Unfortunately, a rapist is brought out, handcuffed, but with his face covered, so that no one knows who he is. Why this leniency towards a man who has murdered all decency? On the other hand, he should be led out openly, his face splashed over the media, so that people know who he is, and protect themselves from him. Why should any mercy be shown to a man who has proved that he has not an iota of mercy within him?
If the argument forwarded is that his family should be spared the ignominy, that is sheer bunkum! What about the family he has wronged, the family he has torn apart in one fell swoop? What right does he, or any human being have, to touch even a hair on his victim’s head? Would he condone it if someone else did the same to his loved ones?
What is this country we live in, where we do not feel safe, where menacing strangers dog our footsteps, whether in trains, buses, apartments or within our own homes? Why is it we watch helplessly when loved ones are trampled on, even as the police, the authorities and the law, take their own sweet time to pass judgments? And once the judgments are passed, why do they leave us with a feeling of dissatisfaction, a feeling that not enough has been done, a feeling that our whole world is going to cave in on us? For the criminal gets back onto the streets in no time, and then, he seeks revenge, not because he is wronged, but because the person he has wronged has dared to fight back! Where is the sense in all this, how do we protect our own?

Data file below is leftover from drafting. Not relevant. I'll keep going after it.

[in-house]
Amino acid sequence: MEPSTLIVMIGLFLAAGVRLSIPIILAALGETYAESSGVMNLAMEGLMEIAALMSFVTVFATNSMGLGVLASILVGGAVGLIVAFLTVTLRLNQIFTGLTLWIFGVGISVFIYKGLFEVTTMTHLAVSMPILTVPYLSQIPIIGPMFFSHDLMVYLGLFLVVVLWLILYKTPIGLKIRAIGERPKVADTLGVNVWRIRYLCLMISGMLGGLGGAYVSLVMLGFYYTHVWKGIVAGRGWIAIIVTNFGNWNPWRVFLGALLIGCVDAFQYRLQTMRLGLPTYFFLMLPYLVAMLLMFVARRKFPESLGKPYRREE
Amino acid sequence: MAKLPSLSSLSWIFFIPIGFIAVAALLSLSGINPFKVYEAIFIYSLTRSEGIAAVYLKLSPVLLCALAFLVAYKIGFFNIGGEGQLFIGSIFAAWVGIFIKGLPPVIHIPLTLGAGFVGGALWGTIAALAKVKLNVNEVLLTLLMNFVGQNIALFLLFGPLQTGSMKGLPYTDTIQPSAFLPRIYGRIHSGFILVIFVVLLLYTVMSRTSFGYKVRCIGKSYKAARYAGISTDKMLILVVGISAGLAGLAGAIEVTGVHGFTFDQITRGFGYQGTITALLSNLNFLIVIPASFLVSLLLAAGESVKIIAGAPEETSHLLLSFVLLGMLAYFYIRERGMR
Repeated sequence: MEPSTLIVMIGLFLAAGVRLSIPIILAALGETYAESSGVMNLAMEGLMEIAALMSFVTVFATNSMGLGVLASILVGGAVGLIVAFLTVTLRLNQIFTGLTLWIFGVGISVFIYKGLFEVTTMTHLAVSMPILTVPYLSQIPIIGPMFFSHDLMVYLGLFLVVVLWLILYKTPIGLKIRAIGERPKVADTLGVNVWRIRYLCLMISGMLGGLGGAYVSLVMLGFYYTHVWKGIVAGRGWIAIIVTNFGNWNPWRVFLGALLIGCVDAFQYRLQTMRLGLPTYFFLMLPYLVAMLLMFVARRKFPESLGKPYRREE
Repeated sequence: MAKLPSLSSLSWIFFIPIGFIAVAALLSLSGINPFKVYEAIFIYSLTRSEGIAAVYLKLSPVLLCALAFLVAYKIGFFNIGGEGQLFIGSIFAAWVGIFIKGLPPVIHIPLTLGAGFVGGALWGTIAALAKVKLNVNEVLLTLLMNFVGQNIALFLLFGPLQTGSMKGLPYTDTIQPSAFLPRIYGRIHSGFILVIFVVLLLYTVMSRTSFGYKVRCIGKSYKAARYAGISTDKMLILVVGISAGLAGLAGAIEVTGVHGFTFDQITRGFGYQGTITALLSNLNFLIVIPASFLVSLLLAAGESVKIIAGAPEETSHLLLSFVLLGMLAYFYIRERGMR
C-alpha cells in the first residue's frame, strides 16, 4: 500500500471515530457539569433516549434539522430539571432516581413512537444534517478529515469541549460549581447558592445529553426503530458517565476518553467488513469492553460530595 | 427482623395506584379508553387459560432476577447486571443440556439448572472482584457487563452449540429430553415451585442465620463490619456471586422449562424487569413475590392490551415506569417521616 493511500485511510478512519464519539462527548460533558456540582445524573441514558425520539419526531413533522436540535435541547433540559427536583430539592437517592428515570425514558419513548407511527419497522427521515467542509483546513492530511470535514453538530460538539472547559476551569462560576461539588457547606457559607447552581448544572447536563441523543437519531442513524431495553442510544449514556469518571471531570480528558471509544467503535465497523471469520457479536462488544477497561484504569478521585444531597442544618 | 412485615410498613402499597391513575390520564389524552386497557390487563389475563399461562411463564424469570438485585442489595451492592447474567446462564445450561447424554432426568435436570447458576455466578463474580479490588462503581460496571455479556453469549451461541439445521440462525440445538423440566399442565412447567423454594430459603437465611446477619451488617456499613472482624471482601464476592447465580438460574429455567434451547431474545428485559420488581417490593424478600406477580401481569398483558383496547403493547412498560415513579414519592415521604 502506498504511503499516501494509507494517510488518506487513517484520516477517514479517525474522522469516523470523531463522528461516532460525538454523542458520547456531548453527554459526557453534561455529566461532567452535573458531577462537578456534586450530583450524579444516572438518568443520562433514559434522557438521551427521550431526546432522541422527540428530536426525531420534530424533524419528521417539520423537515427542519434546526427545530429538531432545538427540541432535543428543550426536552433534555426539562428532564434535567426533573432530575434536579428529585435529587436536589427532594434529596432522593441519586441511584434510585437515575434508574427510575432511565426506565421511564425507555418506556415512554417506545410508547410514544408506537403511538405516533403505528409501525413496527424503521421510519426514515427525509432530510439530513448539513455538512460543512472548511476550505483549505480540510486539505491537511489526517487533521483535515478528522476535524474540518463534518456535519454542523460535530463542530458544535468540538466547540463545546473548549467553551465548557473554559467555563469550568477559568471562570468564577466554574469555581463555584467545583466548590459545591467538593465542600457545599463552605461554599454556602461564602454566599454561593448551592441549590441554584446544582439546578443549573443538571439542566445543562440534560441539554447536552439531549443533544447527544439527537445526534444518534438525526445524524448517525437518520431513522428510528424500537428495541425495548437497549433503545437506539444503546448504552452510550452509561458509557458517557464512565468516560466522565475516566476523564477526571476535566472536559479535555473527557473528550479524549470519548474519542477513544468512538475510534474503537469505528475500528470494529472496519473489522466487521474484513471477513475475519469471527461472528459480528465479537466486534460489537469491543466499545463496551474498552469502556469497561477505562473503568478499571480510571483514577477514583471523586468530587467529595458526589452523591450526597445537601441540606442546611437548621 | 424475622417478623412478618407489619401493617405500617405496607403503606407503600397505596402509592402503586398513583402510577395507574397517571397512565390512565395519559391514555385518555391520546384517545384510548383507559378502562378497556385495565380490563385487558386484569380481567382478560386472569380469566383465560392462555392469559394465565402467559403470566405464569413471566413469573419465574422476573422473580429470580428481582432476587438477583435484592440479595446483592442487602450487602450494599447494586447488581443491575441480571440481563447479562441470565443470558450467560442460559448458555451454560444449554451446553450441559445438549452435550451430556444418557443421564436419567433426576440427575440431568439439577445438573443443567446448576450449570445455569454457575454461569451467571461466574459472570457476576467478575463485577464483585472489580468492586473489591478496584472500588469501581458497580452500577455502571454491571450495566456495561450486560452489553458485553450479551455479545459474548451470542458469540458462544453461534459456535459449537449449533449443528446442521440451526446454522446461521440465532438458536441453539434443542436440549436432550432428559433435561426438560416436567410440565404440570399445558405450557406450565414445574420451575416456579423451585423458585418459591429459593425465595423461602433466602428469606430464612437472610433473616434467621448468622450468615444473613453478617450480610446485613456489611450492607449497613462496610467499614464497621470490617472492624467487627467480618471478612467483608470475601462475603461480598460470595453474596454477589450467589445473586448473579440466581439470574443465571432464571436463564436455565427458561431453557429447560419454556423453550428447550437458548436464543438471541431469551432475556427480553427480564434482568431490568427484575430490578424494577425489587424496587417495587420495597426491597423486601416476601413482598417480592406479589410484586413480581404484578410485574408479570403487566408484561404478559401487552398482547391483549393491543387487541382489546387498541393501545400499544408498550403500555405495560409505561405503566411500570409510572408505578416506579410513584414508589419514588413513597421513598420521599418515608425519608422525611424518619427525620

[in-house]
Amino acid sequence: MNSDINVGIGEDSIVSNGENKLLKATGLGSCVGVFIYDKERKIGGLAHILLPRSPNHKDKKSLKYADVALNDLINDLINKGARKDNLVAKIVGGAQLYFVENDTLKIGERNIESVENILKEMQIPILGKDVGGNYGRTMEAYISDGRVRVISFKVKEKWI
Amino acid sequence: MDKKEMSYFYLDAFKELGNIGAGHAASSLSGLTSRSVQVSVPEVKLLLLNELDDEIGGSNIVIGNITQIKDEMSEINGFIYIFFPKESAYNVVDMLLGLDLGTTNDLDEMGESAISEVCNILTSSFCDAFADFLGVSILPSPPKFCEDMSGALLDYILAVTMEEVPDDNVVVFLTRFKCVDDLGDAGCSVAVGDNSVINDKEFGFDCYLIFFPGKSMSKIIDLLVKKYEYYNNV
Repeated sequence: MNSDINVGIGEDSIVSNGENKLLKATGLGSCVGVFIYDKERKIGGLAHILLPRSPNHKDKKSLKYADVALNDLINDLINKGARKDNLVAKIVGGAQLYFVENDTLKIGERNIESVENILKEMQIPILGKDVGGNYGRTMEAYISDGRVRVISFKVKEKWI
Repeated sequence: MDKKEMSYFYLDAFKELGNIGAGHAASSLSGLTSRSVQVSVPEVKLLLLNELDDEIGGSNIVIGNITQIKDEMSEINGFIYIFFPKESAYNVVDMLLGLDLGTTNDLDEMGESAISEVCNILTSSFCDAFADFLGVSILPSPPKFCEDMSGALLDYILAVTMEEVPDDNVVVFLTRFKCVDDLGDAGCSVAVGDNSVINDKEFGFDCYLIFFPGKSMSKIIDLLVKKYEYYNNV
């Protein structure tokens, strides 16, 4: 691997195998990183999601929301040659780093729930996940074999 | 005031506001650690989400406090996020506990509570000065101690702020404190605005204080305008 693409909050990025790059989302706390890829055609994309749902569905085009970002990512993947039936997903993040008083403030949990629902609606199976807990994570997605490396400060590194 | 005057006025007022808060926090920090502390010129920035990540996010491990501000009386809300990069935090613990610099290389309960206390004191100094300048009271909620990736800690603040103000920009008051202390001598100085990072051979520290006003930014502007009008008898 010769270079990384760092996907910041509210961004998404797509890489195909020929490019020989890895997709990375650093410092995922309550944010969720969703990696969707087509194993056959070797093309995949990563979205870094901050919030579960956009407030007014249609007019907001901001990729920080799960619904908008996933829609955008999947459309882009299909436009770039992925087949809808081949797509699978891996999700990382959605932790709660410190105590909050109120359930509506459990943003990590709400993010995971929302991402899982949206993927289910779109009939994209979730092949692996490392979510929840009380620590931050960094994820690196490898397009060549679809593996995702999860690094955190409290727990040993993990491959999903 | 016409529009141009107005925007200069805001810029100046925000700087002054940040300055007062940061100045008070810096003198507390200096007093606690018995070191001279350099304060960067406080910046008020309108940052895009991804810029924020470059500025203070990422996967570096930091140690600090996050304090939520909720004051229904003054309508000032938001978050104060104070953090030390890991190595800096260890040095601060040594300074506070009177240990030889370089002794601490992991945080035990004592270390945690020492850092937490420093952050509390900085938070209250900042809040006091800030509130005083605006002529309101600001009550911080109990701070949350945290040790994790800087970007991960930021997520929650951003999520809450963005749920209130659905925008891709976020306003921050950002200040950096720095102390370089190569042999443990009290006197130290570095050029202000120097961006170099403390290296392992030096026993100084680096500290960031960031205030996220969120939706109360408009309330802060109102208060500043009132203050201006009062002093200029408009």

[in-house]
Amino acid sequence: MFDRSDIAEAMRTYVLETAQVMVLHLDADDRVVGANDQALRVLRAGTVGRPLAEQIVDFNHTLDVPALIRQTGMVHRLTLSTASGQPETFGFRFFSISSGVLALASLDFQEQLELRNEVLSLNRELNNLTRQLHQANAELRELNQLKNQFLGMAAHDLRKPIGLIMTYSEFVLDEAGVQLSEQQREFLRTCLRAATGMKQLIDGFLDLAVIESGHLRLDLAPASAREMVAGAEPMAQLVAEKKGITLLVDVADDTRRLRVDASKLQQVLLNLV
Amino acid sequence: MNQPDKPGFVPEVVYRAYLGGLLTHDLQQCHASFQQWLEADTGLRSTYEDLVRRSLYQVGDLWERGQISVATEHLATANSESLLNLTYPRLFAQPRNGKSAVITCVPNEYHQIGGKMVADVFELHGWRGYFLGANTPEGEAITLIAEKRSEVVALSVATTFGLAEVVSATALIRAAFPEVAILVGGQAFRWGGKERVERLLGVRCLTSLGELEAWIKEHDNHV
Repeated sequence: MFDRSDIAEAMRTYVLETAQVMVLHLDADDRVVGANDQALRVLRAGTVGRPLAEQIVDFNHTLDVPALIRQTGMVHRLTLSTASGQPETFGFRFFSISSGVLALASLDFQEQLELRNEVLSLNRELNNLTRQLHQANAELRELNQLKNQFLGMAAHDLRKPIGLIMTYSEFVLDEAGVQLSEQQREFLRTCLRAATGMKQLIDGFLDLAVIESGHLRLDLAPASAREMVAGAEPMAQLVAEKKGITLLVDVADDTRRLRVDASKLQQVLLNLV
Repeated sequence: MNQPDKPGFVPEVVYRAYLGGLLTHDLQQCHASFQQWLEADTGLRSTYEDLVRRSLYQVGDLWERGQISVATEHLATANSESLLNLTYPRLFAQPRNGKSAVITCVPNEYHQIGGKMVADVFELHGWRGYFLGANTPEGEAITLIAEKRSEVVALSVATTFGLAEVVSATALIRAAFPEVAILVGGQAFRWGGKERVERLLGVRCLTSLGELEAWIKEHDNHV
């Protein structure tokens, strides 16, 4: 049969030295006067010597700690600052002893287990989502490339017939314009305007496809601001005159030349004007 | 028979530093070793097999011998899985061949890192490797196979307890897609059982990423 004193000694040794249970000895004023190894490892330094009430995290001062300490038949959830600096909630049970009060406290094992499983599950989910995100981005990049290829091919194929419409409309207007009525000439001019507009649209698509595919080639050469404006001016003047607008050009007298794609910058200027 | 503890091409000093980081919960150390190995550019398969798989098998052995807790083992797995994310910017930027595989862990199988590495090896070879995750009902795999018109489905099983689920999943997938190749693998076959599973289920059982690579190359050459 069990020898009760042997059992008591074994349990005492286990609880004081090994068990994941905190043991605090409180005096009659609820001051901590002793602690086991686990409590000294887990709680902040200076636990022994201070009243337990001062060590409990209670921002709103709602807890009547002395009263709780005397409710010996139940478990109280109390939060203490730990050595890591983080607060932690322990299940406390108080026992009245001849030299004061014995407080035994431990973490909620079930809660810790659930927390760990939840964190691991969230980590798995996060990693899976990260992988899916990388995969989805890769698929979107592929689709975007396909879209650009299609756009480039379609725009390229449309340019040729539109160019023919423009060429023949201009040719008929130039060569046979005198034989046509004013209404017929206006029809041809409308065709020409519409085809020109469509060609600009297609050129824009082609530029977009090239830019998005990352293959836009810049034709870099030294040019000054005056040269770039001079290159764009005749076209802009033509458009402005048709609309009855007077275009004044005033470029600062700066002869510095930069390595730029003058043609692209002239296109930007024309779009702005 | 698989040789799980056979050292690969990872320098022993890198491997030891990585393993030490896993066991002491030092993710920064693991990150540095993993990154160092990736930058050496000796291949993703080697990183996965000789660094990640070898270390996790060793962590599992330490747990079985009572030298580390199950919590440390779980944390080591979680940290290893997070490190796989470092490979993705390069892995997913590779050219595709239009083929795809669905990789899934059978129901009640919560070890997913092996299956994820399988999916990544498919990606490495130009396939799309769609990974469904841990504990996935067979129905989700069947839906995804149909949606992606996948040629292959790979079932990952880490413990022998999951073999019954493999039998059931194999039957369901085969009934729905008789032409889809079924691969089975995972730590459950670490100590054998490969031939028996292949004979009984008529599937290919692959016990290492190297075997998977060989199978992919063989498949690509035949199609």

The ironic part is that Shiv Kumar Yadav confessed to his crime, saying, “Galti ho gayi, kya karoon ab?” (I committed a mistake. What do I do now?” There is no trace of remorse, only a feeling of discomfort because he has been caught. One gets the feeling that if he is let off again, he will not hesitate to go back and commit the same crime all over again, because if he is let off, he goes out with the feeling that the crime he committed was not a grave one!
Is that the impression that we should be left with? That rape is not an offence serious enough to be taken seriously? Is it because women are considered as the weaker sex? Then it is time that women also take up arms for their own rights. Schools should impart self defence classes right from the primary classes. Girls should be able to defend themselves strongly, and come out from the medieval mindset that proclaims them the weaker sex. Pepper spray, safety pins, and chilli powder will work better, if allied with the confidence that they can take care of themselves.
However, above all, we should stop being a passive society that looks on in silence when atrocities are being committed. Often, when a woman is being molested, there are whole crowds of people, men and women, who look on in total passivity. Where are all the good Samaritans? Too busy looking away because they do not want to get involved! What they tend to forget is that tomorrow, they could be in the same helpless state, watching their loved ones being molested, as a whole society looks on with apathy.
As James Clemens put it in Hinterland, “But often life asks much of you, and you either honor life by answering with all your heart, or you cower your way into the grave.”
Could we honor life by answering with all our hearts?